Can you find the charge of an electron in a spritz of oil? It seems like the subatomic world is too tiny ever to be meaningfully measured. But that's exactly what two scientists did in 1909. Find out how, with a box, a microsocope, a spritz of oil, and a sensitive voltage meter, people figured out the charge of an electron.

Robert Millikan and Harvey Fletcher were two scientists looking for a way to understand a puzzle of their day. The concept of electrons was familiar, and manipulating them through electricity was a growing field. But how to measure the charge of something far too tiny to see? Millikan and Fletcher figured it out, and their experiment was both accurate and ingeniously simple.

They built a box out of an insulating material. At the top and the bottom of the box were metal plates. In the sides of the box were holes that let in the barrel of a microscope to observe the proceedings in the box, and to let in the nozzle of an atomizer. Atomizer may sound fancy, but it's just a perfume spray bottle. The bottle was outside the box, and contained a quantity of oil. The scientists applied a charge difference between the plates, one plate being positive and one being negative. Then they sprayed oil into the box.

The oil drops had a charge of their own. By rubbing up against the nozzle of the atomizer, they picked up some electrons. Like all things on earth, when they got out into the box, gravity pulled them down. The positive plate, however, pulled them up. Millikan and Fletcher could calculate how much the oil drops weighed, and so they could figure out the force required to keep them frozen in mid-air, hovering. Of course, each drop had an unknown amount of electrons on it, so the entire set-up required repetition. The two scientists made many different sizes of drops hover mid-air. The magnitude of the electric force for each drop varied, but it was always a multiple of a certain value. Since electrons don't split down the middle, that value had to be the charge of a single electron.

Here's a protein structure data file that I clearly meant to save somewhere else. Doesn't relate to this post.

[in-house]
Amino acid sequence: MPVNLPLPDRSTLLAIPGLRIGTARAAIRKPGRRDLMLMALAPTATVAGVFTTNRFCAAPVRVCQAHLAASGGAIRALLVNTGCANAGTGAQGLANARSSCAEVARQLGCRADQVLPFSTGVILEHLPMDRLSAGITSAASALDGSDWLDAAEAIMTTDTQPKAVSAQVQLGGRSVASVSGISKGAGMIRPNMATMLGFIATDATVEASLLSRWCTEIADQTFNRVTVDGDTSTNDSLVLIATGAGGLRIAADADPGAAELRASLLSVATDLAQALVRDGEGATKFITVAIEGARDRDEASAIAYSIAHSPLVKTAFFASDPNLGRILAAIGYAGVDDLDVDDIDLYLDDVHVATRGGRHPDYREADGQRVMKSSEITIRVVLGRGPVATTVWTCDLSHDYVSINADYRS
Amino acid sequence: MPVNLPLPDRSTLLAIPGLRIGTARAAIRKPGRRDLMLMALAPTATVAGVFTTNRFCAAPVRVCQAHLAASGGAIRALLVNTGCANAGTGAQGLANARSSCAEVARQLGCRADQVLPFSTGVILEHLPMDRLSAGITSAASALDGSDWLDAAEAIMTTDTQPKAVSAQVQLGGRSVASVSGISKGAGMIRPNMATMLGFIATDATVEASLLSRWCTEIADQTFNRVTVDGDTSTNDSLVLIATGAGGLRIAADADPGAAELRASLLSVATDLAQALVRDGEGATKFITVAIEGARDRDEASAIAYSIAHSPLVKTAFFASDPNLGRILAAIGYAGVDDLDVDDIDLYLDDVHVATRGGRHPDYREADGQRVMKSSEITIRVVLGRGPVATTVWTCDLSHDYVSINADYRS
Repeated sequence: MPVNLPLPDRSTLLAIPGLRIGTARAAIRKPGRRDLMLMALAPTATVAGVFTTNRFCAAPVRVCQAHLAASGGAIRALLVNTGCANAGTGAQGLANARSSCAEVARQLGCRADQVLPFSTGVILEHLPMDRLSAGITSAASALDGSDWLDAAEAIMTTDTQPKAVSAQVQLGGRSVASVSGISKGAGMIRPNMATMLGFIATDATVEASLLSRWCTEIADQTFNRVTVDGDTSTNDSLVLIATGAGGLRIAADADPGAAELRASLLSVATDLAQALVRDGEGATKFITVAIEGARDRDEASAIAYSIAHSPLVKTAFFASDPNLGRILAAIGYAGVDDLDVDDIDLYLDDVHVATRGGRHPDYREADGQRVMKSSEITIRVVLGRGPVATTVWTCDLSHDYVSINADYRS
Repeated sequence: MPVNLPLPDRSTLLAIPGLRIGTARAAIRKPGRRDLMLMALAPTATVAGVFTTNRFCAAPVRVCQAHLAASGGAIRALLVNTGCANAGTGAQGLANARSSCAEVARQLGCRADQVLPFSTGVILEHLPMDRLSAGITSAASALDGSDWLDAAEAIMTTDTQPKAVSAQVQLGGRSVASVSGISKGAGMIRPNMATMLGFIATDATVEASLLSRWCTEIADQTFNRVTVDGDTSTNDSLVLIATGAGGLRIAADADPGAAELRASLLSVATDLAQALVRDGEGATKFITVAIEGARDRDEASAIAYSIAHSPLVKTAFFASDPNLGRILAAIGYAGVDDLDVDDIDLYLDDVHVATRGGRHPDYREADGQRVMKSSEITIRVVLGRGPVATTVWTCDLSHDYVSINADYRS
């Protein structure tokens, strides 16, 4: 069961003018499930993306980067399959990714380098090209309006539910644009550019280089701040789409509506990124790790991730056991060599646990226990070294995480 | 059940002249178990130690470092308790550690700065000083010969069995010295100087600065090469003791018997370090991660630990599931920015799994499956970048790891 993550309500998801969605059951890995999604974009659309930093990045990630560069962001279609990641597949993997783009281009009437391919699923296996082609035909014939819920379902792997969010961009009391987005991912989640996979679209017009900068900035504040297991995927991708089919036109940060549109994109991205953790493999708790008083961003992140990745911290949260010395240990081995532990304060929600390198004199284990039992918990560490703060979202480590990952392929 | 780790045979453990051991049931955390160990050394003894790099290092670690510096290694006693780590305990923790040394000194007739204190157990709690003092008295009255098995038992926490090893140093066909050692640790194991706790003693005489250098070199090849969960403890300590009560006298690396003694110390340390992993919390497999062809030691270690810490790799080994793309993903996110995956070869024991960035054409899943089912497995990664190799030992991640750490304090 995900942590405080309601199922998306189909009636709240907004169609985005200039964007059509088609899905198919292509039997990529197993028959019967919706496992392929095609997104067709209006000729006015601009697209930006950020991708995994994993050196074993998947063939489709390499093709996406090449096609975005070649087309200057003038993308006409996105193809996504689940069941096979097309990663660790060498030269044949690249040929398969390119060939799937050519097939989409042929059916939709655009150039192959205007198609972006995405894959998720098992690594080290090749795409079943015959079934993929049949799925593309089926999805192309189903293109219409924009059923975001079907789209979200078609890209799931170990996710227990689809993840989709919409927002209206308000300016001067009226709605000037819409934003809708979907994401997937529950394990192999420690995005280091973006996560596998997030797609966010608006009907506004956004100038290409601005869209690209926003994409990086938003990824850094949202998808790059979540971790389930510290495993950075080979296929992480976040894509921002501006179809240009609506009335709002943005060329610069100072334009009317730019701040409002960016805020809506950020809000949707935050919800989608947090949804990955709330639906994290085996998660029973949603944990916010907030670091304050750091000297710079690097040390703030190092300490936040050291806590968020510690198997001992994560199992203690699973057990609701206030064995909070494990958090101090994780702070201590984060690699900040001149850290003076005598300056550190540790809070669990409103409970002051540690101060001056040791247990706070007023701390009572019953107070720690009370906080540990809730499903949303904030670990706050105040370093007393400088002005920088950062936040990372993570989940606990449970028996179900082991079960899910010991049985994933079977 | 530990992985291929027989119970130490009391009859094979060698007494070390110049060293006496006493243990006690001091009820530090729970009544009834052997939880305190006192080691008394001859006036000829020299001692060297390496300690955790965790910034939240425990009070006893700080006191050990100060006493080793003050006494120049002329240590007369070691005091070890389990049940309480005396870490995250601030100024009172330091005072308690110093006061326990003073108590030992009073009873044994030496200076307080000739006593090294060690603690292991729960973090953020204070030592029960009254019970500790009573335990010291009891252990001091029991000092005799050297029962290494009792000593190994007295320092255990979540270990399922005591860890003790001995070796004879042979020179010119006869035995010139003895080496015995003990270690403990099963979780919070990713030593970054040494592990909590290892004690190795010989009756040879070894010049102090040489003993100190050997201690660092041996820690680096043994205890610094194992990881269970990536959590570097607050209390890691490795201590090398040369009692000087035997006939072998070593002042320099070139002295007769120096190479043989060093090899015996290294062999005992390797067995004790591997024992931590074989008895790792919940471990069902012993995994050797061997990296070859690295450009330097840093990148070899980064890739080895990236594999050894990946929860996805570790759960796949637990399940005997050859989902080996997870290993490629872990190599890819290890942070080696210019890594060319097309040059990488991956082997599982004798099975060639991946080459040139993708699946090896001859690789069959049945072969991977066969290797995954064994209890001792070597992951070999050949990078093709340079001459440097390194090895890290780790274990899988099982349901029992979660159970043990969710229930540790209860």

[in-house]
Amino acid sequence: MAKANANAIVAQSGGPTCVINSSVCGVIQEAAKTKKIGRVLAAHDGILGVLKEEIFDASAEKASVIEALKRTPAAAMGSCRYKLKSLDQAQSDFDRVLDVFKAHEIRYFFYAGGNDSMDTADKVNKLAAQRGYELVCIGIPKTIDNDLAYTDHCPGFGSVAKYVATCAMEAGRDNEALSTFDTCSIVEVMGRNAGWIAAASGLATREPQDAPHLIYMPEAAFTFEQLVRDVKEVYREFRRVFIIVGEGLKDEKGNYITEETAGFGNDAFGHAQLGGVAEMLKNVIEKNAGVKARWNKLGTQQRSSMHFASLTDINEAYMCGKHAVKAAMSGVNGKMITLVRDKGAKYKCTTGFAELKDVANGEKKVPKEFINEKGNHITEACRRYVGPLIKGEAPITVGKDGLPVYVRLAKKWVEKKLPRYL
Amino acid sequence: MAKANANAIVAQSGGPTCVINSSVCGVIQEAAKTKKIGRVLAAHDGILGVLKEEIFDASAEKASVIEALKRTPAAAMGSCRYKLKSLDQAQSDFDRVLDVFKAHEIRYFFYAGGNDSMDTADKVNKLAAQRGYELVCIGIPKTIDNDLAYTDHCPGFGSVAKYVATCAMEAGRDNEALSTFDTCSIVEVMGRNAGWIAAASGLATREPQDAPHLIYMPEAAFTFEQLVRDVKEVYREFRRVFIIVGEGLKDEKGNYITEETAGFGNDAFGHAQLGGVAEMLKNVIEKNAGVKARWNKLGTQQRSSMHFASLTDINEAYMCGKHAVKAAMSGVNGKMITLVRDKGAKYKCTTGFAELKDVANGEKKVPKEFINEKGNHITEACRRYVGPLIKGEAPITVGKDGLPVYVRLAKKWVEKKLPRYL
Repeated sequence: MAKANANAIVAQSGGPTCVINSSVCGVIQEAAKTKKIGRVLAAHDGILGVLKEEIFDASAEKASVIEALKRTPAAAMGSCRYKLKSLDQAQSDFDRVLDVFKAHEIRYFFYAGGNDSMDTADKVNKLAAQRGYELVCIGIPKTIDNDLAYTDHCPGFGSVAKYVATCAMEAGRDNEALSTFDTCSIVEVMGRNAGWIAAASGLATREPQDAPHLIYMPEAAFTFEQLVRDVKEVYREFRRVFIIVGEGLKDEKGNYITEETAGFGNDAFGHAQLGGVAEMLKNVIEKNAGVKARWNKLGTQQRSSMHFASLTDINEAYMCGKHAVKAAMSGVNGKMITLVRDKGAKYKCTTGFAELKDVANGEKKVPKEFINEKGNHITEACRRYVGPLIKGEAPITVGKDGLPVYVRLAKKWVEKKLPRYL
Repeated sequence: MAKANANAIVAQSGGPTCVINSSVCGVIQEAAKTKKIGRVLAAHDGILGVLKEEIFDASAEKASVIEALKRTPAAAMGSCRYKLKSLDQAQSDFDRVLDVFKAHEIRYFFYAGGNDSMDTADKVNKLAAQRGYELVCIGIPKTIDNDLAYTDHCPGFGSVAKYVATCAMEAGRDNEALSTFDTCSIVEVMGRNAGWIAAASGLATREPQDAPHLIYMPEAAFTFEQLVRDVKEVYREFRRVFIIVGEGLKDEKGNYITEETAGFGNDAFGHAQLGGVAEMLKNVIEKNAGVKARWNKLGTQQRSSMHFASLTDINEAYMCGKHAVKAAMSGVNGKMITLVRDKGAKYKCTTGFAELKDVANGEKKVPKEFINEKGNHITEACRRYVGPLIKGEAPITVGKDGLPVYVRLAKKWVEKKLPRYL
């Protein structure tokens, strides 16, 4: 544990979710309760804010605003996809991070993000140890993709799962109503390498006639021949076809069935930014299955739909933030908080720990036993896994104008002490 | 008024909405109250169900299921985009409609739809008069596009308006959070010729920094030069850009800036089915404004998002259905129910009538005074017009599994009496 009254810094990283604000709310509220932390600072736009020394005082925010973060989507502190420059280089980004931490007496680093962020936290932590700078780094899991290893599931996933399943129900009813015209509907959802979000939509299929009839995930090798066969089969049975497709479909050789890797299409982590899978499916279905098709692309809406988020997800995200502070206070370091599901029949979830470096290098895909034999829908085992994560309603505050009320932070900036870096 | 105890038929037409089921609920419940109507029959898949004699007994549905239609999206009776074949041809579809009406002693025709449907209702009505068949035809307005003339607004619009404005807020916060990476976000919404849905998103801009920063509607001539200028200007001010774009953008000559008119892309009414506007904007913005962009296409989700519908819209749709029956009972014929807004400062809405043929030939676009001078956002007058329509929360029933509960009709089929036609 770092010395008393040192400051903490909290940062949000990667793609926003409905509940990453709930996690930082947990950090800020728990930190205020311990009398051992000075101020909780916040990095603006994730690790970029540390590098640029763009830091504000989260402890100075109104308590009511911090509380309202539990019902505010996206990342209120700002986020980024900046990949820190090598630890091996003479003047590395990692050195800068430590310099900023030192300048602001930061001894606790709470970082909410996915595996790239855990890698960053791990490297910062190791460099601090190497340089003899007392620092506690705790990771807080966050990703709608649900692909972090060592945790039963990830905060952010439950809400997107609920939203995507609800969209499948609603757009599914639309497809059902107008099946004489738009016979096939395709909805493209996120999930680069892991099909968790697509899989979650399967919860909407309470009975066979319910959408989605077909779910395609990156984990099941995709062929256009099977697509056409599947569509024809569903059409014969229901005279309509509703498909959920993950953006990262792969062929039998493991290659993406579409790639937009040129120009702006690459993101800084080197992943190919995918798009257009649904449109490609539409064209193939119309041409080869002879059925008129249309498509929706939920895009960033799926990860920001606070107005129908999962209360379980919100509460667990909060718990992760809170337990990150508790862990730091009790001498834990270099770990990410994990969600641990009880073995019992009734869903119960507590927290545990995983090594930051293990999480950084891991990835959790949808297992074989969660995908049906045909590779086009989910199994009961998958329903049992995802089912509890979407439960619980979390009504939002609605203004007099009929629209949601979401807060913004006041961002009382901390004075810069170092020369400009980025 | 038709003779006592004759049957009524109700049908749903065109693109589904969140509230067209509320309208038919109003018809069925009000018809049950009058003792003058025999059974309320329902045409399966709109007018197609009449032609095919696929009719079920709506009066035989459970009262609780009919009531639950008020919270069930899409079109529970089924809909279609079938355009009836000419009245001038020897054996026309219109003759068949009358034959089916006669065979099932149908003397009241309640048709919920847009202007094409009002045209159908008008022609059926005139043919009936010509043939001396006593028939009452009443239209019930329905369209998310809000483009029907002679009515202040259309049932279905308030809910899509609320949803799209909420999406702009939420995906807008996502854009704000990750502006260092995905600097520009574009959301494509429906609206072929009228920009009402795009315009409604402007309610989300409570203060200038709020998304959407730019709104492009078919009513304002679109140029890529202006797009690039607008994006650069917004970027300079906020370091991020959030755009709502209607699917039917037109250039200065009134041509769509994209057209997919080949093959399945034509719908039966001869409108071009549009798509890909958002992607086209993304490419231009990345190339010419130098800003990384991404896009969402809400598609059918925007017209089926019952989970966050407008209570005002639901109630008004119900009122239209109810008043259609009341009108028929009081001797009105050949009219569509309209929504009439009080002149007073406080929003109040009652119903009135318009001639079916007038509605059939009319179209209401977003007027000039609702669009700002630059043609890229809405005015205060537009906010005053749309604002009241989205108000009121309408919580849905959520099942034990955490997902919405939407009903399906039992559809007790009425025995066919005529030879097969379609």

Millikan and Fletcher calculated the value to be 1.592 x 10^-19 coulomb. Later, with a better understanding of the viscosity of air (which affects how the oil drops move through air), that number was refined to be 1.602 x 10^-19 coulomb. If you want to get a little fancier, you can use x-rays to load up the oil with electrons. Other than that, even a relatively simple set-up can uncover the subatomic world. All it takes is looking at things the right way.

Top Image: Wiki Commons. Second Image: Wiki Commons. Via UAF and About.com.